Few industries are more ripe for technological disruption than healthcare. This is a multi-trillion dollar sector of the economy which has yet to see the kind of technological breakthroughs that brought us the internet, mobile phones or the gig economy. Slowly but surely, new technologies are working their way into everyday use for doctors and hospitals. One of the most promising tech innovations so far is the use of artificial intelligence and machine learning.
One area where we see the use of AI and machine learning is in the support provided to doctors and other healthcare professionals. Menial tasks including medical record management and summaries can now be assigned to software robots. These help keep hospitals organized and smaller practices on track by speeding up communication and providing red flags and alerts before something goes wrong. Organizational duties, however, are just the beginning.
Medical imaging is already benefiting greatly from artificial intelligence. Google has made its DeepMind tech available to help speed up analysis and understanding of x-rays and MRIs. THis means that, by the time a radiologist is looking at the image, they have a larger sum of information to use in getting the proper diagnosis right away.
Another area of growth in AI-assisted healthcare can be found in the world of apps. The ubiquity of smartphones and the public’s interest in new applications and fresh technology means this is a sure-fire way to get patients and consumers to try emerging tech. Apps can use their robotic infrastructure to ask the right questions and get the beginnings of a diagnosis before an actual human even gets involved.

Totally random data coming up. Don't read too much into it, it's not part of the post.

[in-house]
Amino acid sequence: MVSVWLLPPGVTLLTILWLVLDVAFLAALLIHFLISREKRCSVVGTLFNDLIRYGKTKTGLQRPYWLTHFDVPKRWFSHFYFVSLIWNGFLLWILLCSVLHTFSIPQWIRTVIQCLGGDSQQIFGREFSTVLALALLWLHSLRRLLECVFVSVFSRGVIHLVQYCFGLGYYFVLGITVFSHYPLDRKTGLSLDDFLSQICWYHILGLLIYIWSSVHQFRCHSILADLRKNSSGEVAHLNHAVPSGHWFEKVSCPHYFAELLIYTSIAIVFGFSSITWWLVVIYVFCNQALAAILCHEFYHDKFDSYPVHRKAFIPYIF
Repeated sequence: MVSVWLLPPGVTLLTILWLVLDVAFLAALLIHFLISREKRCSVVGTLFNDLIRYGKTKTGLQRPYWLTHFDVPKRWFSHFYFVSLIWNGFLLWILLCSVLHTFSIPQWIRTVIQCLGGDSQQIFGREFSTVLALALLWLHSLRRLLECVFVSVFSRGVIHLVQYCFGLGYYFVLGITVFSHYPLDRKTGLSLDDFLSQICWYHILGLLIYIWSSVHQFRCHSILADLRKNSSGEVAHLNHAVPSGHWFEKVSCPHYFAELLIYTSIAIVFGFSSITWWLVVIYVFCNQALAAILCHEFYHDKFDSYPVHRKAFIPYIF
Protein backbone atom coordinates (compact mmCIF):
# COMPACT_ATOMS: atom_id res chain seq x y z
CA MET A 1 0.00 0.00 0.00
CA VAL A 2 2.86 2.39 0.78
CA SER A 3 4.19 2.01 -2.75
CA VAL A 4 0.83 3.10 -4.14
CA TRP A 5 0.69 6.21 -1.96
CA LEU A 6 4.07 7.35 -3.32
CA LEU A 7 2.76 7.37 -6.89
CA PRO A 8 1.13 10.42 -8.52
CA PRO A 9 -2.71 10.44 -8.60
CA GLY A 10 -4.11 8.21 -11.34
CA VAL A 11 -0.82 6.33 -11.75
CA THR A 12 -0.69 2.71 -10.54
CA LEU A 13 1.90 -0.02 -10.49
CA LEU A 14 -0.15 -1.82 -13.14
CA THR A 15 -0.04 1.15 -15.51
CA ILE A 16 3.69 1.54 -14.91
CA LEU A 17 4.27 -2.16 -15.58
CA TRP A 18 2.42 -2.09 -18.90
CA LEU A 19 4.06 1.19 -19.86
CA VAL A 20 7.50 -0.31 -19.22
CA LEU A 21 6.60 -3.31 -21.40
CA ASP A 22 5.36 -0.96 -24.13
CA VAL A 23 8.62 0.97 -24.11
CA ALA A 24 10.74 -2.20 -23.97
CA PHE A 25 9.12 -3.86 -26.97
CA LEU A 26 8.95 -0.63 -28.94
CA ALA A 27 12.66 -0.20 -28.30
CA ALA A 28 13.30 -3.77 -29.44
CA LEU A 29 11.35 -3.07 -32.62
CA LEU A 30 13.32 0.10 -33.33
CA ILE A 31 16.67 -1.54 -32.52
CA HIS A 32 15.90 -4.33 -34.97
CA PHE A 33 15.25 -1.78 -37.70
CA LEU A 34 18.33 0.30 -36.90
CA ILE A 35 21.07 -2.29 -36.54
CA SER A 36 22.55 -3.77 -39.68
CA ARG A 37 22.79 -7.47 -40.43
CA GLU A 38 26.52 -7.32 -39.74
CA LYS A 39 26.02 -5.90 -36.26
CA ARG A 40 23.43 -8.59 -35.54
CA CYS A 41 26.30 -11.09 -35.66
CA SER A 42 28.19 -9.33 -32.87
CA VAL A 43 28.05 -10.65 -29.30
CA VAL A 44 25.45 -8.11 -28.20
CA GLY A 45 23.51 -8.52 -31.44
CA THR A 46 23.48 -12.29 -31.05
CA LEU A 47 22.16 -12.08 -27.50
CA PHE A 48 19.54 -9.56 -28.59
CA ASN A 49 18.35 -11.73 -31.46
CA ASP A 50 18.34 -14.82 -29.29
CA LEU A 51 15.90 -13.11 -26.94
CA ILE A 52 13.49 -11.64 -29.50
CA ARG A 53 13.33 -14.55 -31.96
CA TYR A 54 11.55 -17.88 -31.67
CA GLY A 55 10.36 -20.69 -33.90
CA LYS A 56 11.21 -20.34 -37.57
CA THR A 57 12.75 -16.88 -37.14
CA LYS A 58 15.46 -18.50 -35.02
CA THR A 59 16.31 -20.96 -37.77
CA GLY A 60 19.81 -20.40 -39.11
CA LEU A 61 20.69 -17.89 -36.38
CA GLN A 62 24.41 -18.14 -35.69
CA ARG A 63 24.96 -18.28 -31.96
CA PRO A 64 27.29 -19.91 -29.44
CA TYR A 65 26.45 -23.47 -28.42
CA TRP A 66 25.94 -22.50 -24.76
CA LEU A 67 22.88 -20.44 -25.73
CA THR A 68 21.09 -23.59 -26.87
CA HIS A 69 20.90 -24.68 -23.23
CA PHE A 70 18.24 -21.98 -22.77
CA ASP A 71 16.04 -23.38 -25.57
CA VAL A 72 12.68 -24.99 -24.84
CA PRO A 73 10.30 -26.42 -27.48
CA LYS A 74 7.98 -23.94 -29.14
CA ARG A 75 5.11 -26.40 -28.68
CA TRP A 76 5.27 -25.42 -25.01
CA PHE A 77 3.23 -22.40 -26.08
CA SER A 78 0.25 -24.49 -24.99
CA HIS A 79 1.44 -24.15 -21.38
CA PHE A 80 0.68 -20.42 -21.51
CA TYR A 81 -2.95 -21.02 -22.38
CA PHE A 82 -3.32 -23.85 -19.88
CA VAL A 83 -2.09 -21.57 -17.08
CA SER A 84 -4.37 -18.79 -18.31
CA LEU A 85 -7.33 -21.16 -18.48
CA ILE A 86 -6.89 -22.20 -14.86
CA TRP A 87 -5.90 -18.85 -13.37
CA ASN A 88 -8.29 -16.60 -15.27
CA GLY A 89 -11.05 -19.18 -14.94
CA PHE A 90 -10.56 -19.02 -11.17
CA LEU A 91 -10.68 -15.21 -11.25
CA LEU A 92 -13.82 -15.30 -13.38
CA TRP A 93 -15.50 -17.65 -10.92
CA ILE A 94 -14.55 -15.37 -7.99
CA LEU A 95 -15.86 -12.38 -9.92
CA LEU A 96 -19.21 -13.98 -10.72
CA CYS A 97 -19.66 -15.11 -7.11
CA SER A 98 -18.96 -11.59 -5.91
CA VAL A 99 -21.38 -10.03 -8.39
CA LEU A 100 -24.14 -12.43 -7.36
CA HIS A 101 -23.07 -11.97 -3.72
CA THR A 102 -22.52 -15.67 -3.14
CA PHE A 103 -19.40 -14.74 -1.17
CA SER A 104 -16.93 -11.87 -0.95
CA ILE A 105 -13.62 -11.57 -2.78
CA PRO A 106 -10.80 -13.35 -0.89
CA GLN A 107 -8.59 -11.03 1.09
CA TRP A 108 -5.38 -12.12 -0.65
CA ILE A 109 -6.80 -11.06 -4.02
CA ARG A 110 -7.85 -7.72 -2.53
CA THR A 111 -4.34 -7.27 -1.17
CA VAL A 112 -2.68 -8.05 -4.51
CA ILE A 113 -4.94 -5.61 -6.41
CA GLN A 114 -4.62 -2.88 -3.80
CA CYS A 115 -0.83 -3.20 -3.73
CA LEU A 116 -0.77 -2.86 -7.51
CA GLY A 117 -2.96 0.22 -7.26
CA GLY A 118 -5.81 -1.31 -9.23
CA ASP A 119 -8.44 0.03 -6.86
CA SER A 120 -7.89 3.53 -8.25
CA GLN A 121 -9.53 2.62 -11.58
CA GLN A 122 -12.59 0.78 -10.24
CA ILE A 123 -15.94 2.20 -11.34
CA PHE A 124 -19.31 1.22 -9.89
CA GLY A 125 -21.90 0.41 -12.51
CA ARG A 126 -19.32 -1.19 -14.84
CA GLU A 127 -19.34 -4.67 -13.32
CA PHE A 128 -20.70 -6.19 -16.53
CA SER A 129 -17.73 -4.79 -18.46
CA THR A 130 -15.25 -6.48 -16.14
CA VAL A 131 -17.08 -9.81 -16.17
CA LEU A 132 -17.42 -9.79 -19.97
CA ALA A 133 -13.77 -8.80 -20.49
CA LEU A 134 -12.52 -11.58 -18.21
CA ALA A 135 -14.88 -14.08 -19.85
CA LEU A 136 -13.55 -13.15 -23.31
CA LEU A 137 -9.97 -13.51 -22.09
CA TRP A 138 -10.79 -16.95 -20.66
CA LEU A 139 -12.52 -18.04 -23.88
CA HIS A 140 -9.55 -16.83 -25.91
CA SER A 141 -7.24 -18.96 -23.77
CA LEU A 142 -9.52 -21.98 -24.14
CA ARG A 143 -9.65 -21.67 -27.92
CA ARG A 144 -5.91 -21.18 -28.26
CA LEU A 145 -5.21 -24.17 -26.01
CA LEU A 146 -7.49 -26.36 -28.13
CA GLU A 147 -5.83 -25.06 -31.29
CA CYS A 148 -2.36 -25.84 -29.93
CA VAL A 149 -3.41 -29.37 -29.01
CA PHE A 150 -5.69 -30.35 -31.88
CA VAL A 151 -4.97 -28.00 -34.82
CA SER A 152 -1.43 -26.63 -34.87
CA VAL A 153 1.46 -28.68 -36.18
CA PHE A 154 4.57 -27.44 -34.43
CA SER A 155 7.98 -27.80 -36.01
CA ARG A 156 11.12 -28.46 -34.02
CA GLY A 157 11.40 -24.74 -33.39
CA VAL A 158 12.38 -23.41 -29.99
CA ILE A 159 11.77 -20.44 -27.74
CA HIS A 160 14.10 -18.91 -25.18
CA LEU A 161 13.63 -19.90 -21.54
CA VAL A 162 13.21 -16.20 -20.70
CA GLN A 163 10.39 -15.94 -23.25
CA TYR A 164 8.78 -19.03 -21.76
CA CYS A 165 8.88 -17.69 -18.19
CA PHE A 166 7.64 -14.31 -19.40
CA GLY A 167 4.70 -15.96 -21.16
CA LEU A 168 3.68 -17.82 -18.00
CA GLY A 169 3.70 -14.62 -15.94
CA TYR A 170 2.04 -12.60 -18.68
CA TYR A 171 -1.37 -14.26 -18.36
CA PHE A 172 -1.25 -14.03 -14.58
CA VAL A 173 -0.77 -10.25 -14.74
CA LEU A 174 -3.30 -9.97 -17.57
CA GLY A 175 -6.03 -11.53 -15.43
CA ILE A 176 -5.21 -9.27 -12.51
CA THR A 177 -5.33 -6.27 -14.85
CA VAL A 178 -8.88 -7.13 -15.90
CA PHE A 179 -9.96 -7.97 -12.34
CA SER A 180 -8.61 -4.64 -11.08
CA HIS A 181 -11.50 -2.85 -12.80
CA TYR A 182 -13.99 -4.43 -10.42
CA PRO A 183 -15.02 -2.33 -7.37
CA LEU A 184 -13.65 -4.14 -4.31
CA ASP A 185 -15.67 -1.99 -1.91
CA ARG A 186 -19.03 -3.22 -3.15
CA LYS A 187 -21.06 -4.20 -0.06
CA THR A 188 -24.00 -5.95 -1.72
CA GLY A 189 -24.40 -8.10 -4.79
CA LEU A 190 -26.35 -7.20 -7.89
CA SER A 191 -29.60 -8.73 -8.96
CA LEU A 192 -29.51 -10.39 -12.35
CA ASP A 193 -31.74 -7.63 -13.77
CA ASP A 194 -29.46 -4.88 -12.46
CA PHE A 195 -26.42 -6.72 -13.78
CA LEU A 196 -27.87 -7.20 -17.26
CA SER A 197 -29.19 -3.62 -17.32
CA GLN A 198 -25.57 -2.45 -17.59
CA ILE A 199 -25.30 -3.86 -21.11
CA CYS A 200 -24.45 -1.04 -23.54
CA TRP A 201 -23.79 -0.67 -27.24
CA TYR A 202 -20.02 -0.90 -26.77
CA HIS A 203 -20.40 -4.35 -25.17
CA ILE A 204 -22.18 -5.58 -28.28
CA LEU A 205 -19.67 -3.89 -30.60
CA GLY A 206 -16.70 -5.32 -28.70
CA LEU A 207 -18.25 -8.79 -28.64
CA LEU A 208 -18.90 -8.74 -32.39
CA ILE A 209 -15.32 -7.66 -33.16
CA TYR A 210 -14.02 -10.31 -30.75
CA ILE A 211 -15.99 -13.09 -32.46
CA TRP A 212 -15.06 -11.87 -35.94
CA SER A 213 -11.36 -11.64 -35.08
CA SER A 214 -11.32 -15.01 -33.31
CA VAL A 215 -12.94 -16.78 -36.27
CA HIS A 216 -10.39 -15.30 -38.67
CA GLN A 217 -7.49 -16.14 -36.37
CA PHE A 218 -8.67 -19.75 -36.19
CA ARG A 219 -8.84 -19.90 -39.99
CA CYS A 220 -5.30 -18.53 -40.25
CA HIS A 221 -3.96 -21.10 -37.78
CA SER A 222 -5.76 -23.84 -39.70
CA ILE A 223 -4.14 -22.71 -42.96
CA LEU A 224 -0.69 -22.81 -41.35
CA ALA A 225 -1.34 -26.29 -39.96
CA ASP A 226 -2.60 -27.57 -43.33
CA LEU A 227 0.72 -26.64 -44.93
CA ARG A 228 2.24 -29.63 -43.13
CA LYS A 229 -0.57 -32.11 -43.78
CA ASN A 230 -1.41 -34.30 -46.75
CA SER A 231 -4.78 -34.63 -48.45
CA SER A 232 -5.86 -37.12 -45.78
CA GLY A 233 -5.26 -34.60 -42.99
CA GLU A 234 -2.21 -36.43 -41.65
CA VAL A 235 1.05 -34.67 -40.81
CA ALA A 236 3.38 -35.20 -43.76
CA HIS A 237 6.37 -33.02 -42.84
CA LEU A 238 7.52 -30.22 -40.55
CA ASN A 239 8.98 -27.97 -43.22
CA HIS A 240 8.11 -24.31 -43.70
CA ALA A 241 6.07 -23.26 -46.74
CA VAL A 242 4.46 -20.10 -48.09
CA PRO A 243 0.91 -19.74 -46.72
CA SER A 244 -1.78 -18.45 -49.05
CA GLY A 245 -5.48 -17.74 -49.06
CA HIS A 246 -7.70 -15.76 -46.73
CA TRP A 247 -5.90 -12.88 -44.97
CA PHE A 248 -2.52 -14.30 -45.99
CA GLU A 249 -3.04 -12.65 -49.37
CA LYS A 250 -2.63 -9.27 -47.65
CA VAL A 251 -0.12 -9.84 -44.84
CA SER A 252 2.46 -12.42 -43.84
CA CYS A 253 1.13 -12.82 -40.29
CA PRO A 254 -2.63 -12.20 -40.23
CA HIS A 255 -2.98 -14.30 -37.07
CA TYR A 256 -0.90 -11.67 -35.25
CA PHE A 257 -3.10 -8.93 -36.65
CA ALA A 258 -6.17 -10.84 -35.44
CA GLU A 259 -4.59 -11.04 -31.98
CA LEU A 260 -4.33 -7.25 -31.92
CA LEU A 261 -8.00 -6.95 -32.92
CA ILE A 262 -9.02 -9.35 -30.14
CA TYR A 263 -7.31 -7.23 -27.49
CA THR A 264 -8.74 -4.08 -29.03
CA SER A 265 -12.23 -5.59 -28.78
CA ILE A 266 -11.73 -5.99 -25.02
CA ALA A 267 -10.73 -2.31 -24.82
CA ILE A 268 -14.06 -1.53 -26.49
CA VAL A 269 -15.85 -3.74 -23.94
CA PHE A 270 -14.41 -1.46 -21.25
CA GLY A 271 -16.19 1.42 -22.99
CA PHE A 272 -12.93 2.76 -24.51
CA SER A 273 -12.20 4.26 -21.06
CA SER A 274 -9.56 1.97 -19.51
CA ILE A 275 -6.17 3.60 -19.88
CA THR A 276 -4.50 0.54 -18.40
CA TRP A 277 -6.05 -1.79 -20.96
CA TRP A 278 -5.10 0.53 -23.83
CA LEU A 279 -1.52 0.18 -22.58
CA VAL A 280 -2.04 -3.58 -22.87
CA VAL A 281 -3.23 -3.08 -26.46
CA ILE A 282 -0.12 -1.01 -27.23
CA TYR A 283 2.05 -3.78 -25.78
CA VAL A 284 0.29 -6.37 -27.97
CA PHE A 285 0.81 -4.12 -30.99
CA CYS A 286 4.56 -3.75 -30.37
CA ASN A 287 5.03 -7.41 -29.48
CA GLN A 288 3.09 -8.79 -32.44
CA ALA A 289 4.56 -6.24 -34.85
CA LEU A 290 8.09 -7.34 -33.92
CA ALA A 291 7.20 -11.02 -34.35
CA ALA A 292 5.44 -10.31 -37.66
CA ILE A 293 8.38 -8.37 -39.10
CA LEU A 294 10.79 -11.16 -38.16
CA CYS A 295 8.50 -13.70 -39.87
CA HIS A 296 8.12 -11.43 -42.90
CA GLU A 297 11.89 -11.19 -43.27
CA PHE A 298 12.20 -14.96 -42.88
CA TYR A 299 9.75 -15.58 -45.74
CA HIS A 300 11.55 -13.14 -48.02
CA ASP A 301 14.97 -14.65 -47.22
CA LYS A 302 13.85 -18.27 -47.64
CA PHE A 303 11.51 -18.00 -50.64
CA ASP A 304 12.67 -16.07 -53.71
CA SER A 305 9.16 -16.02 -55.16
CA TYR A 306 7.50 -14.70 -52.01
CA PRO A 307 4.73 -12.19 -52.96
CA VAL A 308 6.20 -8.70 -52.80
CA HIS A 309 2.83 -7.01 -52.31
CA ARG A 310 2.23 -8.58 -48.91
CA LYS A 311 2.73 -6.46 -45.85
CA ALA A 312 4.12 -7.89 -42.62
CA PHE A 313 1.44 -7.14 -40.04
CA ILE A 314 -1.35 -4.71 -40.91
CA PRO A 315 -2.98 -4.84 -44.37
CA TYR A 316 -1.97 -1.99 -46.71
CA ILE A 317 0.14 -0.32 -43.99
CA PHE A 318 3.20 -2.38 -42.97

Apps are able to do more than just basic triage. In the mental health field, there are apps for meditation, counseling, weight loss and exercise. These utilize machine learning and artificial intelligence to make choices and tailor care to meet an individual’s specific needs. Even though many people may be using the same app, they will have a different experience because modern technology can now eschew a one-size-fits all approach.
We may be a long way from having an actual robot doctor who can autonomously prescribe medication and perform procedures, but things are moving in that direction. Both patients and healthcare providers are now benefitting from the speed and analysis that AI can bring, and we can expect more from technology in the days to come.